Ready to Eat… I Mean “Talk Turkey”?

While searching the Internet for discussion questions for G&S, I learned that Ruth Reichl is an Executive Producer for a FOX film based on her wonderful memoir about her tenure as the NY Times Restaurant Critic.  IMDB.com  states that the film is set for release in 2008 but due to the fact that it is still in production there isn’t much information right now about the project.  I am so excited about this!

Though I have scoured the Internet for some discussion questions on “Garlic & Sapphires” I haven’t had much luck.  I did find an interview with Ruth Reichl from The CBS Early Show (INTERVIEW) with Reichl discussing some of her disguises.  Then I came across audio interviewfrom Barnes & Noble.com with Reichl as well as a Q&A from Amazon.com with Reichl. 

I would like to know if you were happy with this Planet Books read?  What would you like to discuss about the book, “Garlic & Sapphires”. 

Personally (as you may have gathered from previous posts) I LOVED this book and have discovered a new set of taste-buds in my mouth along with a new hobby of reading restaurant reviews on the NY Times and Washington Post websites.

I hope your Thanksgiving was a filling and delicious one!  XOXO-K

What This Book Is Doing To Me

Right now Planet Books readers are delving into “Garlic & Sapphires ~ The Secret Life of a Critic in Disguise” by Ruth Reichl.  I am on page 209 and am still loving this book.  I have found myself reading it at 4:30 in the morning in the last week because I couldn’t sleep due to a terrible cold, and I have even asked my hubby to read certain reviews and excerpts that I found hilarious.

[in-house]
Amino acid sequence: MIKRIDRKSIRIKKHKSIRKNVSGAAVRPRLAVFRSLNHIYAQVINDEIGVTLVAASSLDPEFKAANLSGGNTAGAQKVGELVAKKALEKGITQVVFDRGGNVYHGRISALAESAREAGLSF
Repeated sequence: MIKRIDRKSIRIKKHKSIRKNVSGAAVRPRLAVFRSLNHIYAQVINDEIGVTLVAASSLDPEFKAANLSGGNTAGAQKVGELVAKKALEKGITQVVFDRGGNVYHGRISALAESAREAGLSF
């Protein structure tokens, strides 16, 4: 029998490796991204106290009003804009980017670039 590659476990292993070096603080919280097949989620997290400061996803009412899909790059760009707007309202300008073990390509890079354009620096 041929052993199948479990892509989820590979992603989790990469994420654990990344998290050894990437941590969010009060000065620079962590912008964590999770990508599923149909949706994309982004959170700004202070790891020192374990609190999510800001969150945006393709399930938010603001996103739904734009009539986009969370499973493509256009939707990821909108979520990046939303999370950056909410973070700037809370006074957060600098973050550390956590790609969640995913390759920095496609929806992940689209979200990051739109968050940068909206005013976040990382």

I find myself tasting food in a different way.  I have started to eat a little slower, savor a bite a little longer and really enjoy what food is on my fork/spoon/chopstick.  Last night my hubby whipped up a recipe for Potatoes Gratin by Tyler Florence.  He was using his new mandolin and was impressed with the ease in which he sliced the spuds into paper thin sheets.  After the dish had been in the oven for a good twenty minutes the scent of dinner started to make its way into the living room.  When I bit into my first fork full of creamy potatoes it was a browned corner that burst with flavor and I just closed my eyes and showed my delight by moaning, “Mmmmm Honey!”.  We are having the left overs for dinner tonight and I can’t wait.

I have also found myself perusing the New York Times Food & Wine section on-line as well as my hometown paper, The Washington Post.  I have been a faithful reader of both publications book review sections for a few years now but I have discovered a whole new world to learn about with the food sections. 

I was never a big newspaper reader, magazines yes, but the messy black ink of newspaper always leaked onto my fingers and drove me nuts.  Since moving to Memphis, TN, than Okinawa, Japan I was reading these paper’s on-line versions daily but only main headlines.  Now I find myself e-mailing articles to friends whom I think might be interested (just like my mother, and her mother sent clippings in the mail, which by the way, my mom still does to this day) and e-mailing myself articles so I can easily access these bits of information within a special folder in my e-mail account. 

Do you find yourself with your nose in your monitor more than a good book?  Please share the websites that dominate your time the most with Planet Books.  Mine are The Washington Post, Washingtonian Magazine, The New York Times, Borders, Nordstrom, and Food Network.

I Received My Copy of G&S!!